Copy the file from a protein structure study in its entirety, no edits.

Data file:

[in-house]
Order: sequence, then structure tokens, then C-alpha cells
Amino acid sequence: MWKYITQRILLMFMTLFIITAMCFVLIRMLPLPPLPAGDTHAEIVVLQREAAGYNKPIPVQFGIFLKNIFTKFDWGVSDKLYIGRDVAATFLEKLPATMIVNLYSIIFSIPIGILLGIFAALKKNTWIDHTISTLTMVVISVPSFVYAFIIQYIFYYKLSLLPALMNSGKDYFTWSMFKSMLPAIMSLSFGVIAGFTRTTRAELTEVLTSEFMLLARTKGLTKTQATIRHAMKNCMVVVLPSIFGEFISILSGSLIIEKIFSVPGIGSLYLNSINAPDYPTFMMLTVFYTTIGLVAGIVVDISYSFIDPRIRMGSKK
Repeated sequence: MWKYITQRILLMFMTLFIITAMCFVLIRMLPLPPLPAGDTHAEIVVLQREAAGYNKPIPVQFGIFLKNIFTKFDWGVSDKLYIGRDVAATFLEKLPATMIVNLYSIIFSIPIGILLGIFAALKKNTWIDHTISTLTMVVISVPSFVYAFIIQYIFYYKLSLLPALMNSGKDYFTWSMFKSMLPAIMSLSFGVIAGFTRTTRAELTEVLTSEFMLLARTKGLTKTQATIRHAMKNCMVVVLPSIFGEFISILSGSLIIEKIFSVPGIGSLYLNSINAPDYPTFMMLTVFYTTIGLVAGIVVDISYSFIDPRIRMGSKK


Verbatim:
[in-house]
Order: sequence, then structure tokens, then C-alpha cells
Amino acid sequence: MWKYITQRILLMFMTLFIITAMCFVLIRMLPLPPLPAGDTHAEIVVLQREAAGYNKPIPVQFGIFLKNIFTKFDWGVSDKLYIGRDVAATFLEKLPATMIVNLYSIIFSIPIGILLGIFAALKKNTWIDHTISTLTMVVISVPSFVYAFIIQYIFYYKLSLLPALMNSGKDYFTWSMFKSMLPAIMSLSFGVIAGFTRTTRAELTEVLTSEFMLLARTKGLTKTQATIRHAMKNCMVVVLPSIFGEFISILSGSLIIEKIFSVPGIGSLYLNSINAPDYPTFMMLTVFYTTIGLVAGIVVDISYSFIDPRIRMGSKK
Repeated sequence: MWKYITQRILLMFMTLFIITAMCFVLIRMLPLPPLPAGDTHAEIVVLQREAAGYNKPIPVQFGIFLKNIFTKFDWGVSDKLYIGRDVAATFLEKLPATMIVNLYSIIFSIPIGILLGIFAALKKNTWIDHTISTLTMVVISVPSFVYAFIIQYIFYYKLSLLPALMNSGKDYFTWSMFKSMLPAIMSLSFGVIAGFTRTTRAELTEVLTSEFMLLARTKGLTKTQATIRHAMKNCMVVVLPSIFGEFISILSGSLIIEKIFSVPGIGSLYLNSINAPDYPTFMMLTVFYTTIGLVAGIVVDISYSFIDPRIRMGSKK